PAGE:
For your first question, you have a choice as to whether you filter moves that expose the king at generation time or you do so when you actually try to make the move in the alpha-beta loop. The latter is simpler and it's what I have always done. People refer to this as "pseudo-legal" move generation. It might be worth having a specialized function that generates check evasions, because is you are in check most of the pseudo-legal moves are likely to be illegal, and legal move generation is going to be faster. You should probably not do this at first, and leave it as a possible optimization for later on.
As to how to improve move generation, the main idea is to stagger move generation, so you only generate the moves you need. This is closely related to move ordering heuristics, which are critical to be able to reach high depths.
The chess programming wiki (which you should bookmark) has a good description of a typical move ordering in a chess program. If you use something like that, you should have a function to verify if a move is valid from the current position, so you can try the hash move before generating any moves. You then generate captures, sort them (probably in MVV-LVA order) and try them out, evaluating the ones with positive SEE and saving for later the ones with negative or zero SEE (you'll have to test lots of choices here to see what works best for your engine). Then again you can use the function that verifies if a move is valid from the current position, to try out the killer moves without generating any other moves. Then you generate non-captures.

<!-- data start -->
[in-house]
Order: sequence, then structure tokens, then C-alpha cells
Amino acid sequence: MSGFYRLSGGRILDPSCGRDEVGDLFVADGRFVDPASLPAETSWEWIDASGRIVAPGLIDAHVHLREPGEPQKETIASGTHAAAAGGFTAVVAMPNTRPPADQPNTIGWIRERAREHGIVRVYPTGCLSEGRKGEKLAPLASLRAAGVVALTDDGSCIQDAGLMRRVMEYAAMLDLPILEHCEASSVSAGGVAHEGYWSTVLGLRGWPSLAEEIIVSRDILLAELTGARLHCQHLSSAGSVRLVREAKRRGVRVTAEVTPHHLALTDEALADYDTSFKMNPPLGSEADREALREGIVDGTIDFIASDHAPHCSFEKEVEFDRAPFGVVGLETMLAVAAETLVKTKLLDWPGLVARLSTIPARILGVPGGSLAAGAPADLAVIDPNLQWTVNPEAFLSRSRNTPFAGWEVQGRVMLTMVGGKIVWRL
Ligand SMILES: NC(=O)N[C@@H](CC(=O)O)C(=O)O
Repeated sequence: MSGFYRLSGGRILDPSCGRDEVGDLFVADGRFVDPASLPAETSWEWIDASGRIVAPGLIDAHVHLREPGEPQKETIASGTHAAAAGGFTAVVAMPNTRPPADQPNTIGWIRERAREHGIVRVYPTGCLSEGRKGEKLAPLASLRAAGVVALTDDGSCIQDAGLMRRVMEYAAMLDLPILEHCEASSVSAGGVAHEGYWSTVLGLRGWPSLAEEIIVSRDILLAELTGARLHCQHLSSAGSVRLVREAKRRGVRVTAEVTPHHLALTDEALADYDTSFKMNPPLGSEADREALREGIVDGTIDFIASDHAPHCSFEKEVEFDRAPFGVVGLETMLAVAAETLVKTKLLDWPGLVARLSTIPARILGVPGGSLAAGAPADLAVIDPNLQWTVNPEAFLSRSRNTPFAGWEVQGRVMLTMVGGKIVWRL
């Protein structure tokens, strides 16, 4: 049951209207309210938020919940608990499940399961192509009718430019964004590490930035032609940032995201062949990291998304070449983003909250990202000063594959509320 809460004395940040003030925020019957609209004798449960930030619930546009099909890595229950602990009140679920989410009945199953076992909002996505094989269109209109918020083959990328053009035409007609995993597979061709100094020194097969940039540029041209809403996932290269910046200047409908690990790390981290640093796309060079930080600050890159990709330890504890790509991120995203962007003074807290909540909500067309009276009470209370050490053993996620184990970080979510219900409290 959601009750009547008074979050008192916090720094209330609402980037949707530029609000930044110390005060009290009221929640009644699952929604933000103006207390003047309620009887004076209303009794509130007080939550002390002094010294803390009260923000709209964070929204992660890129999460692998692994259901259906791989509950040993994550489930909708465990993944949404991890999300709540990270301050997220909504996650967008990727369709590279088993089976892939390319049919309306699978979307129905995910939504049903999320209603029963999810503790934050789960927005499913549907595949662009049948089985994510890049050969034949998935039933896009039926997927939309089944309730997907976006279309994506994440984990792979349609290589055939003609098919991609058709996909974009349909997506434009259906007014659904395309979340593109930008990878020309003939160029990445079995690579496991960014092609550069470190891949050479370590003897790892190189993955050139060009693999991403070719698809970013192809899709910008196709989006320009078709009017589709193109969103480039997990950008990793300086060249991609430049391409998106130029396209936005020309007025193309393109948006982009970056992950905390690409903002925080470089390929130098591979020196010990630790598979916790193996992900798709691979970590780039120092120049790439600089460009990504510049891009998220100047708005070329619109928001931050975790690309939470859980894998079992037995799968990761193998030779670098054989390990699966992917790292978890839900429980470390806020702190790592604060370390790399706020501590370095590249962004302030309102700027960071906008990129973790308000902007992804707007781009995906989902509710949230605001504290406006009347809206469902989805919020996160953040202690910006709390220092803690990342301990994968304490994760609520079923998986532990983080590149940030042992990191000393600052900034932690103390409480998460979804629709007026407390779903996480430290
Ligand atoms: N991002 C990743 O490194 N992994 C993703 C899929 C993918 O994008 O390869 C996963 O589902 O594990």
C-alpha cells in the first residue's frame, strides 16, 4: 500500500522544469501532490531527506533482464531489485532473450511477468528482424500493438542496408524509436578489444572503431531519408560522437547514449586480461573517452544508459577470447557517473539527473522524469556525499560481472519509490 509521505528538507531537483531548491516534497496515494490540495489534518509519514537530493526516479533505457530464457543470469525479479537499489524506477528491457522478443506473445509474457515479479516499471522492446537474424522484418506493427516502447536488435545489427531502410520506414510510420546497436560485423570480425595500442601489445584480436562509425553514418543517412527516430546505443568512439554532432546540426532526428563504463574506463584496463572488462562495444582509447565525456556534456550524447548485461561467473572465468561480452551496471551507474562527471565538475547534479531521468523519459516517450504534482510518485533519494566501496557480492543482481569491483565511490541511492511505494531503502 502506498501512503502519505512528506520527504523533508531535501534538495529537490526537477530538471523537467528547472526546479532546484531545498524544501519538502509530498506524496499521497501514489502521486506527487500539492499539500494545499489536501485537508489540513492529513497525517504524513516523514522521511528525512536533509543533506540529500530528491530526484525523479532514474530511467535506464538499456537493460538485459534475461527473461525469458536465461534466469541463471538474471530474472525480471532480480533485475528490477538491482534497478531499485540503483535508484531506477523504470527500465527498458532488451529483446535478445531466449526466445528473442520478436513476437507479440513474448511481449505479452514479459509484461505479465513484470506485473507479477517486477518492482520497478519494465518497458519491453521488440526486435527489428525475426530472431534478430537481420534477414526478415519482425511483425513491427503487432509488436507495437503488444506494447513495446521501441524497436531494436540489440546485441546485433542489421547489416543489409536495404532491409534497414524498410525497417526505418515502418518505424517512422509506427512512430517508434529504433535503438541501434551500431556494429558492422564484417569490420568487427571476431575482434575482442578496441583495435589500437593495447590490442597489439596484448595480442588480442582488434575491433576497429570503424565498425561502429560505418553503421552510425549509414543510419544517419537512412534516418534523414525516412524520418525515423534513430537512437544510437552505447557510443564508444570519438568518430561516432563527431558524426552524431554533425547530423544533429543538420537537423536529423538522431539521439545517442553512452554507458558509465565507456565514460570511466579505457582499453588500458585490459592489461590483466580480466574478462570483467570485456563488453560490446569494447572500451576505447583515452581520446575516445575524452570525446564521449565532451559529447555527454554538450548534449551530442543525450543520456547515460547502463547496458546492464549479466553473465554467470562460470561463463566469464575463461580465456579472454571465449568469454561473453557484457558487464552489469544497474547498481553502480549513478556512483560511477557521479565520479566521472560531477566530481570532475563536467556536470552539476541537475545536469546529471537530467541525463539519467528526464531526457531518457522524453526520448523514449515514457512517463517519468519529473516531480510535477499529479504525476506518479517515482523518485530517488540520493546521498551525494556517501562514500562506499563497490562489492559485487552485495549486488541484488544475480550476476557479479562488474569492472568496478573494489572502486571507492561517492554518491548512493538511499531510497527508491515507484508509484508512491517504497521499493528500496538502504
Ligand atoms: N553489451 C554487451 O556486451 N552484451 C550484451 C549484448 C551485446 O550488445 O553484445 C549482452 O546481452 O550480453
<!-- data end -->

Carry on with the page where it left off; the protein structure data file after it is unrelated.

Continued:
Organizing the code to do all of this can be messy. I recommend creating a MoveGenerator object that keeps track of where you stand in the process, what lists of moves you still have to go through, etc. The interface to this object consists of a method get_next_move(), so code that uses this can be kept very clean.
Also very important is the move generation in the quiescence search, because that's likely to be where your engine spends most of its time. For that, you want to use the capture generator, the check-evasion generator and perhaps a specialized generator for non-capturing checks, if you are going to consider those moves in your quiescence search (again you need to test lots of options to see what works for your engine).
I have mentioned a couple of places where you will need to test different options. That is the main mode of development of an engine once you manage to put something together that obeys the rules and can talk UCI. So make sure you find a good mechanism to test one version of your program against another or against some reference opponents.
That should keep you busy for a while.